Altering Our Gut Bacteria for Autoimmune Disease


I’ve written articles about the microflora (gut bacteria), and how the bacteria in our gut influences our immune system and autoimmunity. That article can be found here. There is strong evidence showing the bacteria in the gut affects many immune related conditions, including Acute and Chronic Urticaria, but this article will focus on how bacteria populations can change in negative ways.

First off, genetic predisposition and the environment a person lives in are significant factors [1]. We can’t change our genes, but we can influence how our genes present.

Diet is huge.

Proof that our diet influences our gut bacteria is evident in the early days of food introduction in babies. When a baby switches from a liquid based diet (milk or formula) to solid foods, they experience major gut bacteria changes [1]. By simply switching to solid foods, we see a reduction in bifidobacteria and enterobacteria [1].

Not only do we see ages early in life, but as we age, bacteria change too. We tend to see a drop off in bifidobacterial once again [1].

Throughout our lives, as we change our diet, our microflora will change with it. The changes are not always immediate either; varying from 8 weeks to up to 1 year. This is one reason dietary changes wont always provide benefit right away [1].

The fibers we eat (a type called prebiotics) also serve an important role. Various types of fibers will promote growth of beneficial species of bacteria.

Diet will have various roles to play in management of acute and chronic urticaria, but one way it is uses is to have an impact on gut bacteria. 


Overuse of Antibiotics

Antibiotics are a medical miracle; they’ve transformed modern medicine and saved millions of lives. However, when used inappropriately, they can impair gut health in a huge way.

One of the most important characteristics of normal microbiota is the capacity to compete with infectious pathogens. By removing the good bugs with antibiotics, that may allow the detrimental growth of pathogenic bacteria populations and increase the probability of infection [1].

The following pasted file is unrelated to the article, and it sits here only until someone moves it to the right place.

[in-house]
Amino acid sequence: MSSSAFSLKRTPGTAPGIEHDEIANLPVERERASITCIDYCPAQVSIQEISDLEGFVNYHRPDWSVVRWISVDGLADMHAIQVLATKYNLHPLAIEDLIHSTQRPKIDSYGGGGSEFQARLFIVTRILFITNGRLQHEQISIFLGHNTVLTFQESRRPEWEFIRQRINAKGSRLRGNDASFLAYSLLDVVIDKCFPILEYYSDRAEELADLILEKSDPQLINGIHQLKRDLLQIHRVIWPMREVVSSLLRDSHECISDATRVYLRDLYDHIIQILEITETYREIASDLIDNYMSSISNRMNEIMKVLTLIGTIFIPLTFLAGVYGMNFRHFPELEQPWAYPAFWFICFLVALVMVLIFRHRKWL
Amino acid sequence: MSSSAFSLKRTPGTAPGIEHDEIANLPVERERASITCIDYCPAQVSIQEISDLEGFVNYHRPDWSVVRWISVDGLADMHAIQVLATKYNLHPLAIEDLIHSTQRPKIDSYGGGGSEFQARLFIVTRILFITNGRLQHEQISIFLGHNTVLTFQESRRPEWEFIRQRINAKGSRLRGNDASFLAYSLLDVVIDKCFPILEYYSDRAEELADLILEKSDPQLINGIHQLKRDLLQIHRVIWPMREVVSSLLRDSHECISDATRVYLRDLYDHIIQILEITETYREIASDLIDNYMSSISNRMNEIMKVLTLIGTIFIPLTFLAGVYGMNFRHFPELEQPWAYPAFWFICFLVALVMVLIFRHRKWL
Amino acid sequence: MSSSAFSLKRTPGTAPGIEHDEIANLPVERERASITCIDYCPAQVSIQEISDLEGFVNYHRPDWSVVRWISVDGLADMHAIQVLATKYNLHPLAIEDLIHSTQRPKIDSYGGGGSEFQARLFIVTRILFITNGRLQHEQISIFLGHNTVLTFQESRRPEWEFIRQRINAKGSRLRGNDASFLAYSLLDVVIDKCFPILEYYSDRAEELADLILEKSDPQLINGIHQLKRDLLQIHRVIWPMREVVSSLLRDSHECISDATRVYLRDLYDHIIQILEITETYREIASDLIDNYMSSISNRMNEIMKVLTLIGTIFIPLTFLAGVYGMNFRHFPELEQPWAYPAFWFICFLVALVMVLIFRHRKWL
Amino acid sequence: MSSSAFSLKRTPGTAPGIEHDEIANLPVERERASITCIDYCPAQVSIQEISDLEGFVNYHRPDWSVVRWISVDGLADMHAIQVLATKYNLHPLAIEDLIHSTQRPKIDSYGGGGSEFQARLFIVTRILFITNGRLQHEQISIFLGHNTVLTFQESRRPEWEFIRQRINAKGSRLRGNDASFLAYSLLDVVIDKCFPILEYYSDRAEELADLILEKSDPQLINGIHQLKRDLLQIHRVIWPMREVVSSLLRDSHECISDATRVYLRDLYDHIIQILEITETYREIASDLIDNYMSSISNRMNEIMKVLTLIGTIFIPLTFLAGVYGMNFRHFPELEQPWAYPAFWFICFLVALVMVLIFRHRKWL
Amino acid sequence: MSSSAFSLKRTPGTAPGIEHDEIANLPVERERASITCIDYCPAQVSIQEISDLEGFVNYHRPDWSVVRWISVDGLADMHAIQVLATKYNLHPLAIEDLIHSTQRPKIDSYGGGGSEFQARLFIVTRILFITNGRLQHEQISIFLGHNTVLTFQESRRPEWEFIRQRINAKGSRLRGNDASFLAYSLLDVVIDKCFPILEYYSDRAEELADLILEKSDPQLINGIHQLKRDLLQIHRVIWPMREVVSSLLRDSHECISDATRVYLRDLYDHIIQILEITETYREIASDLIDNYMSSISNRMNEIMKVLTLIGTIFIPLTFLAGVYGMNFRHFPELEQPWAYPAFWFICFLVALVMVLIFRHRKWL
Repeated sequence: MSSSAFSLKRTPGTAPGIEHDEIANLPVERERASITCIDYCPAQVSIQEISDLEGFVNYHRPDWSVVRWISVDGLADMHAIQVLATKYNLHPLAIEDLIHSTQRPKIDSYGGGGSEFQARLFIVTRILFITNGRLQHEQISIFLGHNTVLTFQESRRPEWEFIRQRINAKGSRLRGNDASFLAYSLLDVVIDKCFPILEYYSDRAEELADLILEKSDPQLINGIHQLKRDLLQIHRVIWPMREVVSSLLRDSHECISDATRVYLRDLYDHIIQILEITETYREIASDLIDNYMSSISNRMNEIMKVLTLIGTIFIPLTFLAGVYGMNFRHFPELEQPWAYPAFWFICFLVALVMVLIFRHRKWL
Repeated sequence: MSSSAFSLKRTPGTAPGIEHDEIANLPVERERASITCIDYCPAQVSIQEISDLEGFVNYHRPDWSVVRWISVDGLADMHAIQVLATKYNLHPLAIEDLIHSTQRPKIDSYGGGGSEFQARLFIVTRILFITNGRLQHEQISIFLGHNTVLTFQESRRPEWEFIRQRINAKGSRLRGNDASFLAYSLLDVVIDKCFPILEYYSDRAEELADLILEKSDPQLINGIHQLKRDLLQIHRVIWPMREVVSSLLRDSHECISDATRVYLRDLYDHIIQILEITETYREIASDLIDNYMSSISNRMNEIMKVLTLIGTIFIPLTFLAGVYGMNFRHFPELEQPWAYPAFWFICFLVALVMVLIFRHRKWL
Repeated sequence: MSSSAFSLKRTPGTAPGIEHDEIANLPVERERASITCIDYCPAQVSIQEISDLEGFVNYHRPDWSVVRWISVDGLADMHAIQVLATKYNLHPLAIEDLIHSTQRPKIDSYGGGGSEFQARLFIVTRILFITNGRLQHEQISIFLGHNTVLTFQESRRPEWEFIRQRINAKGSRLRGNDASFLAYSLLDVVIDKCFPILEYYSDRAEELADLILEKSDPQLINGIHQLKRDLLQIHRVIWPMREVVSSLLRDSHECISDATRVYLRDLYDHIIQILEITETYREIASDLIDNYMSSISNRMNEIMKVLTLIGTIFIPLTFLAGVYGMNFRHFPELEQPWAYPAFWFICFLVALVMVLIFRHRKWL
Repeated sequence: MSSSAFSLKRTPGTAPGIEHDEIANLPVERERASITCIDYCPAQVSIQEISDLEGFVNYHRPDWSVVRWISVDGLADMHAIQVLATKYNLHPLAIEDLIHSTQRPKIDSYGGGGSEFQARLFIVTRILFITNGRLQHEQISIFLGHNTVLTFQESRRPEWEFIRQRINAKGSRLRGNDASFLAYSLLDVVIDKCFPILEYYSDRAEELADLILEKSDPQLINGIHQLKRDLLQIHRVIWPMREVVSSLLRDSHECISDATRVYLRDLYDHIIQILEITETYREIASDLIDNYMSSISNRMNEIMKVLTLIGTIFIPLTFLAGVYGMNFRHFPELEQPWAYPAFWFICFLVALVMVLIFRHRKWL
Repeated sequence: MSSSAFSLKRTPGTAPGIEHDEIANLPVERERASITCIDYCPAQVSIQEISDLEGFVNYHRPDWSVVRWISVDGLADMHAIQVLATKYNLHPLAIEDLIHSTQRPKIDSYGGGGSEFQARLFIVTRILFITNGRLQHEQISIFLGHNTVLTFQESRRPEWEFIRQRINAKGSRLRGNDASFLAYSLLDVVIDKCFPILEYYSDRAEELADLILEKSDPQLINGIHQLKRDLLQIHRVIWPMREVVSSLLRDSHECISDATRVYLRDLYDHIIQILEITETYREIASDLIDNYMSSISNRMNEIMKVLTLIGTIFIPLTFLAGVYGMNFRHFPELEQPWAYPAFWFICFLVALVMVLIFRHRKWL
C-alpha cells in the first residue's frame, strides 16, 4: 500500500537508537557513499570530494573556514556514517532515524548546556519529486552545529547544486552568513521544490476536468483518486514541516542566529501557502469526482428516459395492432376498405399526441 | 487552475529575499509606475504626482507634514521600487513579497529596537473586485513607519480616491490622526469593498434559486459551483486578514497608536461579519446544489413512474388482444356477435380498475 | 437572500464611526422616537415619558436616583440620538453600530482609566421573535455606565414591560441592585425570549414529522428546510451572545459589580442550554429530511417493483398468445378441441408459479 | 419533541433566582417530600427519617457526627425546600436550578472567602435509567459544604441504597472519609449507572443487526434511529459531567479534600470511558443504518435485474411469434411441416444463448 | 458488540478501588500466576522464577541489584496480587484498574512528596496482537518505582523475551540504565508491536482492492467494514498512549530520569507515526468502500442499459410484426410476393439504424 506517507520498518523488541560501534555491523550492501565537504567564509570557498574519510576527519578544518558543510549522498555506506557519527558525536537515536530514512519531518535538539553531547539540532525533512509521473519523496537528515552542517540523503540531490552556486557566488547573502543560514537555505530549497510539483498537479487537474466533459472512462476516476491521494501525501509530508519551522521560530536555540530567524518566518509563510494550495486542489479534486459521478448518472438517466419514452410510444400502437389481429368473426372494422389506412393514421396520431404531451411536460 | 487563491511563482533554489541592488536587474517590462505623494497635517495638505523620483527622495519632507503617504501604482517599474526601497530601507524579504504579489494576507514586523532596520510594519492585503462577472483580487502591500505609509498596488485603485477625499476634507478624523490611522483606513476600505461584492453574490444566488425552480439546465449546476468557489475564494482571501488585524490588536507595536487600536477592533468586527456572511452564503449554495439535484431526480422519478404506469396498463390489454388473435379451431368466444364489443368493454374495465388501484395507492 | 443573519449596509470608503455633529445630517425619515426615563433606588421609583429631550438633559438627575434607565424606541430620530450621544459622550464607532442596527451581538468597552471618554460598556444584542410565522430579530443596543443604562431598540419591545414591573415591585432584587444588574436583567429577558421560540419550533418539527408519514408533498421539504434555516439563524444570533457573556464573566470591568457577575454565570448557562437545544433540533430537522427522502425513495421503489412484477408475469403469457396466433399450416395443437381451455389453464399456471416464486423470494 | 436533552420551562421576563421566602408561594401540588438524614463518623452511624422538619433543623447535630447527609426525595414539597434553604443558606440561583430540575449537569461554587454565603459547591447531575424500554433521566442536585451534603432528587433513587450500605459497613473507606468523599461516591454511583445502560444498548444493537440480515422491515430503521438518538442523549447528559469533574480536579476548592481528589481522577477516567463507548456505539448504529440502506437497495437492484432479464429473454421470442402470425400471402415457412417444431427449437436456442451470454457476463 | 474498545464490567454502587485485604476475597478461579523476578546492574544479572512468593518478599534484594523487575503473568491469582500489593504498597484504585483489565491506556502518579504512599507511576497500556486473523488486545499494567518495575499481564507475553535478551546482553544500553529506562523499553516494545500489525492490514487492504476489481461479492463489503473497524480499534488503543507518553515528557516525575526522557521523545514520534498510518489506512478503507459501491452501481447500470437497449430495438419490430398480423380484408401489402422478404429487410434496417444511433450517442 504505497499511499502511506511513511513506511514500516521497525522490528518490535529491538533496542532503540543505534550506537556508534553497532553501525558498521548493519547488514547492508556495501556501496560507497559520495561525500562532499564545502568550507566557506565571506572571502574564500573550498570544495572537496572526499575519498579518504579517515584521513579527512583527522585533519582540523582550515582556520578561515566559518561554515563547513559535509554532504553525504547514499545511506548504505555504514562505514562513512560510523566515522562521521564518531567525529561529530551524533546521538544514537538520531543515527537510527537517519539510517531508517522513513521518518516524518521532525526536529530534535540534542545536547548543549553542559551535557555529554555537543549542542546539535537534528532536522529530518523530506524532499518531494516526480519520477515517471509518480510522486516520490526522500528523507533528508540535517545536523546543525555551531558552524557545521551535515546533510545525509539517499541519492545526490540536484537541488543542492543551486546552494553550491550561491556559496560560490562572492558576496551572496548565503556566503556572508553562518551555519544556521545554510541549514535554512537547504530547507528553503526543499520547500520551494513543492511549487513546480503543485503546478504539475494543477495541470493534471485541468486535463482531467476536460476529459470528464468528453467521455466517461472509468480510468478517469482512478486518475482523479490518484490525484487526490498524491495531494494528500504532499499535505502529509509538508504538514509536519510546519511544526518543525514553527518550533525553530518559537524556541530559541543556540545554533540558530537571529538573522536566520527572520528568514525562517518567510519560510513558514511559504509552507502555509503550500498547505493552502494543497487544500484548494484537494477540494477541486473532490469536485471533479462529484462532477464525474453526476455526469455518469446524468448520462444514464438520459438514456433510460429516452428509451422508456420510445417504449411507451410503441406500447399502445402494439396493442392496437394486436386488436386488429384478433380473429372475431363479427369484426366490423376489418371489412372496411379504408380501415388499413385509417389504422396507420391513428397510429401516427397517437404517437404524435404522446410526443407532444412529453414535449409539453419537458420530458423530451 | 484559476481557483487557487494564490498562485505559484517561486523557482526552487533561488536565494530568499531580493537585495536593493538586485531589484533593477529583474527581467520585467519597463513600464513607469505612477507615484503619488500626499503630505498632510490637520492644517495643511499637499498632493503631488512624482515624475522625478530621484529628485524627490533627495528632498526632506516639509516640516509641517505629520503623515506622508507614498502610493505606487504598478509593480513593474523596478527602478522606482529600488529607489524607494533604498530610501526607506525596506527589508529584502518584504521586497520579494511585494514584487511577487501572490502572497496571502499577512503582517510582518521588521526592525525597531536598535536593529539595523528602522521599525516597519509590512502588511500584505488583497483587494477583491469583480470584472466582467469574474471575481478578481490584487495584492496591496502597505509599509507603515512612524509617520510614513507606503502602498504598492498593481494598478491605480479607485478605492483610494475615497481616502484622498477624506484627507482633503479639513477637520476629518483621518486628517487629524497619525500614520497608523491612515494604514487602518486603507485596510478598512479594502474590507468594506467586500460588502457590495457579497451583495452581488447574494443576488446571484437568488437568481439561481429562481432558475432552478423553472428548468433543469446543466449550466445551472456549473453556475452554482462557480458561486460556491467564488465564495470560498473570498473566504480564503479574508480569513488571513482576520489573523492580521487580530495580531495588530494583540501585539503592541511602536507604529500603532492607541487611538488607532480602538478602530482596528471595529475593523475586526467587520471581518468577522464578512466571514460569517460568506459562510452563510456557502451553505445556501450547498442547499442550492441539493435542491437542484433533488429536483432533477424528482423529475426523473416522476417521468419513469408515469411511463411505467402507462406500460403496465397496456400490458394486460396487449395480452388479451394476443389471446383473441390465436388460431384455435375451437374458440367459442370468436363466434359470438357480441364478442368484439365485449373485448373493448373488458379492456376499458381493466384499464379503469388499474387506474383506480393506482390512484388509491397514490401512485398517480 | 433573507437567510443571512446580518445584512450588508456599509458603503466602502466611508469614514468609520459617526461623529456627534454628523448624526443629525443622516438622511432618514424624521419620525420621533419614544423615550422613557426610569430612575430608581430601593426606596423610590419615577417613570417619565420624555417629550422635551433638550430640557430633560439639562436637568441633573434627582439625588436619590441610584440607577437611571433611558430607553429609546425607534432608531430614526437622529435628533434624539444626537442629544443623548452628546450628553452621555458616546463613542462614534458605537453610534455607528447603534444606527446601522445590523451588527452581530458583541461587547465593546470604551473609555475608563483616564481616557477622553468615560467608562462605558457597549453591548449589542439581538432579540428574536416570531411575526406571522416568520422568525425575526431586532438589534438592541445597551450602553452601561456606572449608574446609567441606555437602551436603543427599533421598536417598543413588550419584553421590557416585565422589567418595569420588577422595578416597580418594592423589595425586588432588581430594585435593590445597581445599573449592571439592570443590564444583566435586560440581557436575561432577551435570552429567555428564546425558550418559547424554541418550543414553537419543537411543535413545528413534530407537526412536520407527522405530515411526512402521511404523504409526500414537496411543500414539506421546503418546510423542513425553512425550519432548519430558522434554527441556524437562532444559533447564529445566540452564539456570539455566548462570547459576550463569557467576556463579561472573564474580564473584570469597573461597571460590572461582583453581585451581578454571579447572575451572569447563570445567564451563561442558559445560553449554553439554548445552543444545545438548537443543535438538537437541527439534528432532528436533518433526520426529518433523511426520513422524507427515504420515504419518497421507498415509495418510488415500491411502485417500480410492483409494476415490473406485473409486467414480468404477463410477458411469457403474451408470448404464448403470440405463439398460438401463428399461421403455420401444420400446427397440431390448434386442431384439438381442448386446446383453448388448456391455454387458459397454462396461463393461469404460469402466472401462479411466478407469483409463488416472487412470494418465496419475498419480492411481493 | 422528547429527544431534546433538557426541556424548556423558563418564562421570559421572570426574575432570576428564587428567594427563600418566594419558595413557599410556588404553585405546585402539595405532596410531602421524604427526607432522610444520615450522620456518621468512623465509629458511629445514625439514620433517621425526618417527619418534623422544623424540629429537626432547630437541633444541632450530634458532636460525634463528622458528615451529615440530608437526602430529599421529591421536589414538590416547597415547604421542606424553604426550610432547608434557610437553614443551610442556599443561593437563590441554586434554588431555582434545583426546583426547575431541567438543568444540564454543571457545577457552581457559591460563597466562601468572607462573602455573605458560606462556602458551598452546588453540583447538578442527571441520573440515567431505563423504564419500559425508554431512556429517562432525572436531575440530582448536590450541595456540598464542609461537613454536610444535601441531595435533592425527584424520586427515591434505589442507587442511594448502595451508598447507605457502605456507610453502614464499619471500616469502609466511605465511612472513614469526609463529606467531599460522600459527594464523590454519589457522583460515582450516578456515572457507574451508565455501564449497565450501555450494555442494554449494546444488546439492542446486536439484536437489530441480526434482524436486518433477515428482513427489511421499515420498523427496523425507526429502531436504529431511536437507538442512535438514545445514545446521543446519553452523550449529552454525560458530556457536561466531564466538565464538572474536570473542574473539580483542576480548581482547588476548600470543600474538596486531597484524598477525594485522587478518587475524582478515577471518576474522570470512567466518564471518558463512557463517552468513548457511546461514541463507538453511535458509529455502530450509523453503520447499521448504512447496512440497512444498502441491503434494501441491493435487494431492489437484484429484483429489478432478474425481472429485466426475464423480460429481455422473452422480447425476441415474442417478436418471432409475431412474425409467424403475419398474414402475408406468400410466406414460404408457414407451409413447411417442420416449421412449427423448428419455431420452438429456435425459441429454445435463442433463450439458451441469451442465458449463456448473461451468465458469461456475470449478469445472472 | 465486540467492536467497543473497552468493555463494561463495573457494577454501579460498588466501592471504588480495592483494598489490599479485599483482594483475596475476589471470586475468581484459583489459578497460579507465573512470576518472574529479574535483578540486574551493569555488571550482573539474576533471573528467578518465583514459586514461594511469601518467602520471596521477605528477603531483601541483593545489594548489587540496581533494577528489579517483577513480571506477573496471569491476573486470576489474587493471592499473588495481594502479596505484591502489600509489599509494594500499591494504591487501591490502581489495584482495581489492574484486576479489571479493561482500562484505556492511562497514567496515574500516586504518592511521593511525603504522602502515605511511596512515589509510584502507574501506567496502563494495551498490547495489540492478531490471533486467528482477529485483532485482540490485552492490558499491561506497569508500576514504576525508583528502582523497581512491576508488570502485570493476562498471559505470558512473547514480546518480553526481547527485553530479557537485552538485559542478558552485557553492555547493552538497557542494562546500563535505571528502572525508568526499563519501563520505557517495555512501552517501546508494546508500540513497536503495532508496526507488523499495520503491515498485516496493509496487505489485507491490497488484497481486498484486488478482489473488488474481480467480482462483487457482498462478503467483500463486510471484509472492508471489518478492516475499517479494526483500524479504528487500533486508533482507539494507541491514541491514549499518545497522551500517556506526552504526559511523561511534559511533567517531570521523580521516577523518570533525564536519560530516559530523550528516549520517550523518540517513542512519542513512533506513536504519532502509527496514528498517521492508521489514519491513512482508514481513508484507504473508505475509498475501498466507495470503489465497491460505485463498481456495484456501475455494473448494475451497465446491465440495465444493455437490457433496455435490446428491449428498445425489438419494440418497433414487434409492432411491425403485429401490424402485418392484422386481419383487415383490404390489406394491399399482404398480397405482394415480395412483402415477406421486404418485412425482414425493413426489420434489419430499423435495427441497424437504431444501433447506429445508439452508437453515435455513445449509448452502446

Constant exposure to antibiotics can allow certain pathogenic (bad) bacteria to acquire genetic resistance, leading to multi-drug resistance [1].

Correcting the effects of antibiotic overuse can take months to even years. Even then, there’s some speculation it may not be restored to the same state as it was before [1]. This is not to say it cannot be restored, but it may end up being different than it used to be.

Antibiotic use is a common underlying factor in a lot of cases of chronic urticaria, think of it as a potential risk factor. When we identify long-term use or inappropriate use of antibiotics in a medical history, it just means we may spend more attention to the overall gut microbiota. 


As mentioned above, when pathogenic (bad) bacteria are allowed to flourish, gut health will suffer. Keeping good bacteria strong will keep bad bacteria at bay.

There is a lot of evidence certain bacteria can serve as a trigger for chronic urticaria. Learn more about this topic here.


The gut bacteria, or microbiome plays a huge role in acute and chronic urticaria. Research has shown changes in the gut can directly influence the presence of disease. It works by modulating the immune system and inflammation.

There are various ways the immune system may change for the better or worse. Understanding these relationships is key to treating any gut disease and especially chronic urticaria.


About the Author

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I'm Johann de Chickera, a Naturopathic Doctor, practicing in Ontario, Canada. My clinical practice relies on keeping up with the most up-to-date research and continued education. This blog serves as a way to provide others with a compilation of everything I've learned along the way.

If you'd like to see me in practice, please click here, or the Book an Appointment tab at the top of this page. 


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